Skip to comments.Engine advice needed
Posted on 04/24/2009 5:17:17 AM PDT by Arrowhead1952
My '94 S-10 took a [series] beating in the [hugh] hail storm we had here about one month ago, and I am looking at a used 2007 Chevrolet Colorado pickup as a replacement.
My S-10 has a 4.3 liter V-6 that gets about 22 MPG in stop & go driving and 25 MPG on the highway without a load.
Now, I am looking for some advice on the 5 cylinder engine Chevrolet uses in their Colorado pickups. I've seen many engines, but never a V-5. Is anyone familiar with this engine and have either good or bad comments about it?
Does anyone have an idea of the fuel mileage it gets / power for passing / driving in hilly areas, etc.?
I am not worried about a lot of power, as the most I will pull is probably a fishing boat and an occasional load of wood.
I trust FReepers for advice much more than I do asking a garage mechanic at some fly-by-night / here today and gone tomorrow shop.
Thanks in advance for any comment either for or against this as an engine choice.
Whatever you do, don't do this
Shower thread - now locked
I have a Mercedes 5 cylinder diesel in a Dodge Sprinter that does quite well. It gets 23-25 mpg. If it is pertinent, 5 cylinders doesn’t seem to be a problem
You do realize this is FR not Motorhead right?
I love the links... I take back my comment
I have had no problems with it other than a recall on brake lights and a fans switch replacement under warranty.
I also regularly pull a 16 foot bass boat on hilly, two lane roads and often forget it is back there.
My wife enjoys driving it so much she has dumped her minivan on me and we a often take trips from our home in the mid-south to the East Coast without back fatigue.
It came with cheap General tires that did not ride well which I later changed out. Maybe make up front arrangements if you go through a dealer and have some good quality tires put on.
A V-5 is inherently unbalanced, as were the engineers who designed it! ;)
Sorry, that’s “Atlas” line, not “Titan”. Getting my mythology scrambled again...
In 2005, I traded a 2002 S-10 with the 4.3 V6 for a 2005 Colorado with the 5 cylinder.
The Colorado was a huge disappointment compared to the S-10, including 0-60 accelleration, 40-70 accelleration, towing, comfort.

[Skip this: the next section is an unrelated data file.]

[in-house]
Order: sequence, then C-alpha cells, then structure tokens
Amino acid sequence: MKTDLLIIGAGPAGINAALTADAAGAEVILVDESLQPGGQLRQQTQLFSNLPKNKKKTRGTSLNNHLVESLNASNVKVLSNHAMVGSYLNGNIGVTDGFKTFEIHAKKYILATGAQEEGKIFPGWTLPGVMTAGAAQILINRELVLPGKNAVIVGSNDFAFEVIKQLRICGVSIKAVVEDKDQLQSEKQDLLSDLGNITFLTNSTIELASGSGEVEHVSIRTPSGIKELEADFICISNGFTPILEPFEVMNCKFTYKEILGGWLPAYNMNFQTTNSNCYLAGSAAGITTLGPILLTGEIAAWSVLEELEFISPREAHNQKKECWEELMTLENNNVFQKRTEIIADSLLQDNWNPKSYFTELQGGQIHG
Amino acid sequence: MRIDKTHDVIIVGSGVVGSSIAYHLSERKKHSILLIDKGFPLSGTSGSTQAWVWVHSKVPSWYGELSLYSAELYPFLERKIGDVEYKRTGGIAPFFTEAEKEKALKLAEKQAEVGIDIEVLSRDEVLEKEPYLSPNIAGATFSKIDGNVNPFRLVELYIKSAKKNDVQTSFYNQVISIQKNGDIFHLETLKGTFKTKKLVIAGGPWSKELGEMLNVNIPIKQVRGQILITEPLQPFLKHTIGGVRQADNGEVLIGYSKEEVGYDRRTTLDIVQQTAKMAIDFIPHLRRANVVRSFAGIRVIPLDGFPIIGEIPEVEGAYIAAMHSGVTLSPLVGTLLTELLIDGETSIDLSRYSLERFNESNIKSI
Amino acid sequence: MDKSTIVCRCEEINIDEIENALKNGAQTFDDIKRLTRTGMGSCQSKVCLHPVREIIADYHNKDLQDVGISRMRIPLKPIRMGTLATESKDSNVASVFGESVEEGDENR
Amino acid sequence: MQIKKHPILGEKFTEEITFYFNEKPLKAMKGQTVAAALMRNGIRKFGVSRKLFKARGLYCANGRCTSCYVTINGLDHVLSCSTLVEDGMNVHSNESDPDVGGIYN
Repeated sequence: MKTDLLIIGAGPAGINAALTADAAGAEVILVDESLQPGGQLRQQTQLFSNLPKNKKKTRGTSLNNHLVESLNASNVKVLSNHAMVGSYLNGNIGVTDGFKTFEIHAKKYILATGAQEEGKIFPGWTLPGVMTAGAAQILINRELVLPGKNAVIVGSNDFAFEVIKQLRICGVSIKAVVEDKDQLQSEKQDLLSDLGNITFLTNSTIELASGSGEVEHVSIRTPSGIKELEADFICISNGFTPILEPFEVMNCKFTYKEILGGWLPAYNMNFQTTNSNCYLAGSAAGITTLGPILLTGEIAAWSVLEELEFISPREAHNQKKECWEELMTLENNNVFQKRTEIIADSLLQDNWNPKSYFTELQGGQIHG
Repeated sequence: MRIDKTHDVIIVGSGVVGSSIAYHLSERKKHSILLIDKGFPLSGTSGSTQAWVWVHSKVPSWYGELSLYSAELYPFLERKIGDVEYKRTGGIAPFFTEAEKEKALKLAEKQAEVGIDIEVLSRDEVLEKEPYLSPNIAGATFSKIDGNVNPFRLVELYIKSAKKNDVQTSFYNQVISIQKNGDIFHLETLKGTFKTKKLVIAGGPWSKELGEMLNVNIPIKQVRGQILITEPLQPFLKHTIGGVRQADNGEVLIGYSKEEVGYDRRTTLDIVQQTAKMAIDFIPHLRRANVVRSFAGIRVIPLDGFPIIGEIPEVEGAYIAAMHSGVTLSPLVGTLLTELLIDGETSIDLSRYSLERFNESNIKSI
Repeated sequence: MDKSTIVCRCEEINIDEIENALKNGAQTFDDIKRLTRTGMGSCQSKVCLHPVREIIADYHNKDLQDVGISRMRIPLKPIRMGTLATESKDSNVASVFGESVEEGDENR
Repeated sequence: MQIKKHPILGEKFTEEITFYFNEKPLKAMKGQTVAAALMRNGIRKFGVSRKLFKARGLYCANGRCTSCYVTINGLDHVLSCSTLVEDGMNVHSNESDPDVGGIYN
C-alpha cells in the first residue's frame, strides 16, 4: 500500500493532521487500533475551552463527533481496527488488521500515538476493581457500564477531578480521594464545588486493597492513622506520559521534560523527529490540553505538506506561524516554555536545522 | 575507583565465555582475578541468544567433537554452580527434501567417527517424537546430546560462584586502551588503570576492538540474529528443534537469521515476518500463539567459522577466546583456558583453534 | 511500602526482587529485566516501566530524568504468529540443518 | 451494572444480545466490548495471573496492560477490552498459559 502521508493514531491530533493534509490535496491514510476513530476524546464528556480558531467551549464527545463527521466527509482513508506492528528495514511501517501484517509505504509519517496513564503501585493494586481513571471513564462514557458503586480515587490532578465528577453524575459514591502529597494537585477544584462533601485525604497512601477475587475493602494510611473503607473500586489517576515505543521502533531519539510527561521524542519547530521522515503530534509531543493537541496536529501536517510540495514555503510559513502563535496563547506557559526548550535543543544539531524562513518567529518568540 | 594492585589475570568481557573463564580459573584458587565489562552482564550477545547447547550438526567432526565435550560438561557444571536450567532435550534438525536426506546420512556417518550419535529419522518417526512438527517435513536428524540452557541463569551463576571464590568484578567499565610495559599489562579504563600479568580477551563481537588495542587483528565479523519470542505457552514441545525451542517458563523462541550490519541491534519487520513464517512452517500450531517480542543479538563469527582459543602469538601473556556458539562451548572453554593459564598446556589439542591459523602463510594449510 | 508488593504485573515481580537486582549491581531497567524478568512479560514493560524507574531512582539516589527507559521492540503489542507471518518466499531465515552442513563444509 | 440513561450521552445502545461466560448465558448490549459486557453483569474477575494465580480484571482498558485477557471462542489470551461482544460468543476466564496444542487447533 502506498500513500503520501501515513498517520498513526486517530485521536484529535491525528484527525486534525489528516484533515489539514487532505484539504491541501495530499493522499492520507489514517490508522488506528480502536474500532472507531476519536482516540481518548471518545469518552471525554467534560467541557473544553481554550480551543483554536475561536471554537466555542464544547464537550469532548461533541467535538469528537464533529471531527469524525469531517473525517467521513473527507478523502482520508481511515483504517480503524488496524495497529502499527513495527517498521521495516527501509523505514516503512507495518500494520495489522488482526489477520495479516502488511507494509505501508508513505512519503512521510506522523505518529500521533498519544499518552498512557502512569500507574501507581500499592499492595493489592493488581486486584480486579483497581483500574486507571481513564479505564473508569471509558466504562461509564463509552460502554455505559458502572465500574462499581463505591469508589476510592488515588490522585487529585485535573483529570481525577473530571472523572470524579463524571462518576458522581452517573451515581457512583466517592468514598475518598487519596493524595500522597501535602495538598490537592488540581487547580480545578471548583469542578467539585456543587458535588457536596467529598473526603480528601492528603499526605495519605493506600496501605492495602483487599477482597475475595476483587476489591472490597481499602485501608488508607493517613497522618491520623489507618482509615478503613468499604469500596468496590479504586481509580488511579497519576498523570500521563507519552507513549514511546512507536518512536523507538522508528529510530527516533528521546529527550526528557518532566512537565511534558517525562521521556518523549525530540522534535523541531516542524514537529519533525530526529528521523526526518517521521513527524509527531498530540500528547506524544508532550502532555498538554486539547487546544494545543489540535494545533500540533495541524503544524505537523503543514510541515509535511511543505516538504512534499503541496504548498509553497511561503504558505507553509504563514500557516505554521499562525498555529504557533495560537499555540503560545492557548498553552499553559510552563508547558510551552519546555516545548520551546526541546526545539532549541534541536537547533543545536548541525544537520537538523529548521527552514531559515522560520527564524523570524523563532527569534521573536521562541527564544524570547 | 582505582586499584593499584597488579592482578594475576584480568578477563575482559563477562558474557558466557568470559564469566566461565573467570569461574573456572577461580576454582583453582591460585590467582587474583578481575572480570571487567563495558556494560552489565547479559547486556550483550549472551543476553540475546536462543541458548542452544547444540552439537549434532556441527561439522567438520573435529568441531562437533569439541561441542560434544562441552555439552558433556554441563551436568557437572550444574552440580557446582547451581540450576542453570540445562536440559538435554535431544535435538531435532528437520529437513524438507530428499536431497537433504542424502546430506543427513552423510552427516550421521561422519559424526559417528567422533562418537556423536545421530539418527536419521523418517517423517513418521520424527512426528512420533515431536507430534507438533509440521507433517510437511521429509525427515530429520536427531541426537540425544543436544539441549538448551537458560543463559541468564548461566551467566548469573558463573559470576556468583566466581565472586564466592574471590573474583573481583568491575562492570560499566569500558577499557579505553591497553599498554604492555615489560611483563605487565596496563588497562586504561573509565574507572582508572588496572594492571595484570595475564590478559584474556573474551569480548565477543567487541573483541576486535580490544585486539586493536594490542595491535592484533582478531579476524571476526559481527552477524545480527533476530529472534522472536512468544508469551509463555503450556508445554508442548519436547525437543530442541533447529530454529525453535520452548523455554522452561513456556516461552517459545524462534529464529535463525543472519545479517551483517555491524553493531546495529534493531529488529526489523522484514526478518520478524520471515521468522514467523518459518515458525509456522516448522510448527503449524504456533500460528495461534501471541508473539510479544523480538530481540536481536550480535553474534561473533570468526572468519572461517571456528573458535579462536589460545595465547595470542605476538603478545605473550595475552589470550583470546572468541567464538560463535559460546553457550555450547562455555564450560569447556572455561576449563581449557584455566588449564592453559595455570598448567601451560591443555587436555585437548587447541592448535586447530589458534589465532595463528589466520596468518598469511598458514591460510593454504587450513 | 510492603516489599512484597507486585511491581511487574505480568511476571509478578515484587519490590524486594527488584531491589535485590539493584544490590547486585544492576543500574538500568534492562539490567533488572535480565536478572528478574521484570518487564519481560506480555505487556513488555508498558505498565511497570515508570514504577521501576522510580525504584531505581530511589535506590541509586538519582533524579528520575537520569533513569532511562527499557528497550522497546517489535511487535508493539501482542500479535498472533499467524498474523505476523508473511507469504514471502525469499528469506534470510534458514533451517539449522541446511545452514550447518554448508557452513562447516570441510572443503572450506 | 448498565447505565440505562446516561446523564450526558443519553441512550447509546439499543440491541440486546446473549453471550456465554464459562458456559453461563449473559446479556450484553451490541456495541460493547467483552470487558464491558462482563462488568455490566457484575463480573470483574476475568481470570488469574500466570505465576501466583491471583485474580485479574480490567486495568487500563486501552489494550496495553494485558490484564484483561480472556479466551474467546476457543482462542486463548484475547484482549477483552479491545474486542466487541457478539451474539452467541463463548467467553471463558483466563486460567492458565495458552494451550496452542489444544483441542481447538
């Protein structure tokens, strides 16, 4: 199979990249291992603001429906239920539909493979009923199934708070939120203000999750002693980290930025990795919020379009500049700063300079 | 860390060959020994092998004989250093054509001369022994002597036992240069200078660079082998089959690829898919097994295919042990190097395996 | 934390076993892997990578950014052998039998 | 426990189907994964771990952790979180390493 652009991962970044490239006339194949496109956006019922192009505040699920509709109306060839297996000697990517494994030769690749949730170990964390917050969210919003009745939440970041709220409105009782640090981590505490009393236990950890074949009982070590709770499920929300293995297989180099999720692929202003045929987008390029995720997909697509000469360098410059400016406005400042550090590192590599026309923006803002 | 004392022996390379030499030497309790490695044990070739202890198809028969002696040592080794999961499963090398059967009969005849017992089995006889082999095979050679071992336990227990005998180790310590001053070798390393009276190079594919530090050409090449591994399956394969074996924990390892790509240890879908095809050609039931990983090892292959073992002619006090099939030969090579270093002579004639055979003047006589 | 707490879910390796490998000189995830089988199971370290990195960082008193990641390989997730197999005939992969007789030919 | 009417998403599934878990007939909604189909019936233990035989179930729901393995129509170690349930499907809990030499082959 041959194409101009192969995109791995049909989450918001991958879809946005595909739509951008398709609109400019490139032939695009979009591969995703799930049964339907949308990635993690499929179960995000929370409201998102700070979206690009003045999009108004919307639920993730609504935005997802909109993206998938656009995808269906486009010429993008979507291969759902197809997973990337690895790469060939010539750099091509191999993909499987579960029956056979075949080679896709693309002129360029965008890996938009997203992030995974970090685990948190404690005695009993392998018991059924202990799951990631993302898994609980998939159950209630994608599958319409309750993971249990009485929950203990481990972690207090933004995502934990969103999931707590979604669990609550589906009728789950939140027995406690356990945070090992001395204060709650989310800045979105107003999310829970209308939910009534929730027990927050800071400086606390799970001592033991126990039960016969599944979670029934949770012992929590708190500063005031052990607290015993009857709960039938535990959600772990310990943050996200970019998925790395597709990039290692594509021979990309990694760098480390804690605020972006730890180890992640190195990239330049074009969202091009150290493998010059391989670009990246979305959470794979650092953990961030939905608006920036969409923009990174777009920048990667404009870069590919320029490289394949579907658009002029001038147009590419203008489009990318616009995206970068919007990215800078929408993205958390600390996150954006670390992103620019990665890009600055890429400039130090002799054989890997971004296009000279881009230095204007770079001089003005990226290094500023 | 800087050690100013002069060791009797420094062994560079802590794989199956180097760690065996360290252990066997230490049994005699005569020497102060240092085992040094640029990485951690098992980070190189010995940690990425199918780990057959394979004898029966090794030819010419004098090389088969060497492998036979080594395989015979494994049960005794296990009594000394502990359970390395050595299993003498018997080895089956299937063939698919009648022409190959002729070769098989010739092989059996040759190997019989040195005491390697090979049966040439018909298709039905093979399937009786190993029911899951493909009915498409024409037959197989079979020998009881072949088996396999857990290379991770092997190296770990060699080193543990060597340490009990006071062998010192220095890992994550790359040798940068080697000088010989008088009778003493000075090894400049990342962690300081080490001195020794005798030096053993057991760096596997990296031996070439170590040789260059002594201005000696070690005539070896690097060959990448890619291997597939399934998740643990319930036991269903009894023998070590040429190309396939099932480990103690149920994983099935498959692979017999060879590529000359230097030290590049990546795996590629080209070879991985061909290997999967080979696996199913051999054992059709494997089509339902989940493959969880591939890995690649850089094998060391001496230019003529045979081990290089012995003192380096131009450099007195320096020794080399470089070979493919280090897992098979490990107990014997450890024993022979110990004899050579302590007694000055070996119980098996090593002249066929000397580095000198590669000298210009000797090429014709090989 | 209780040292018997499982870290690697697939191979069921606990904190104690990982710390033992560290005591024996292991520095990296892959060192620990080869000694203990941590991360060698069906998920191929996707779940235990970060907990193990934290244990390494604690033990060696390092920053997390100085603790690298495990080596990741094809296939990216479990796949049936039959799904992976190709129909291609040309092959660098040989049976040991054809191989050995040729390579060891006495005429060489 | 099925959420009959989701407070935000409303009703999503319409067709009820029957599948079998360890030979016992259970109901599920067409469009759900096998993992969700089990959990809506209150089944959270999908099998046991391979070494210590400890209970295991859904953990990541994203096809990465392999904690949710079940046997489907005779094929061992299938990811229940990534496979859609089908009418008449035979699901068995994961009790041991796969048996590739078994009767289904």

The bed was larger, so I could haul more stuff but the engine wasn’t happy with a half ton of sod in the back. The 4.3 was MUCH better when carrying any load larger than a bag of groceries.
Then, to completely end my 25 year string of GM vehicles, it developed a valve spring problem shortly after the warranty expired and starting running rough when it was warm. I waited for a cool day, drove it to the nearest Dodge dealer and got a new truck.
That's what I figured. Having been around engines and vehicles most of my life, engines with an odd number of cylinders are not balanced as well as the V-6 or V-8 or even inline engines.
I have a neighbor who works for a Dodge dealer and he said the same about Dodge's two biggest mistakes.
#1. Rushing to be the first with a V-10
#2. The PT Cruiser
Sorry to hear about your S10. I had a -95 with that same engine. Great truck. Great engine. At least till the tree fell on it.
Thanks. I really like the 4.3 I have in my S-10 and think I'll try to find another with that engine.
It has more HP, but less torque than your 4.3L V6.
Thanks for the help. With the previous replies that reference valve problems, I think I'll try to find another PU with a 4.3, rather than the 5 cyl. I remember working on the in line 250 and 292 CU IN engines and we called those "hot water sixes" back in the 70's.
Why not keep your S10 and fix the hail damage?
Your truck should be paid for by now, and the 4.3 is about as bullet proof an engin as any Chevy put out.
Your newer truck will be more expensive to operate than what you have now, and more difficult to get parts for especially this summer when GM shuts down production AND parts distribution for 9 weeks. Just about any part you may need for the S10 is available aftermarket now.
Actually engines with odd numbers of cylinders can be dynamically balanced better that even numbers of cylinders.
Inline 4's have an inherent dynamic imbalance (I think they call it a "secondary rocking couple"). I've seem both Kawasaki and Mitsubishi use a counter-weight shaft to counteract this.
I thought about fixing it too, but the [up to tennis ball size] hail basically totalled my PU. It has several thousand dollars of damage. The daughter’s car has $6800.00 damage, but insurance will repair it for her.
The mirrors are broken, the plastic around the WS and wipers is gone. No glass is broken, but the right door is dented into the body. I will keep looking for another PU and may have to go with another make. I really like the 4.3 engines.
This was also an objection to the first 90 degree V6 engines back in the early 60s. As it turned out, IIRC, the movement generated in any one direction by the unbalanced condition was so small and so brief at operating rpms that the vibrating parts 'floated' inside the crankshaft bearing clearances without ever transferring the vibration to the rest of the engine. Or so I heard.
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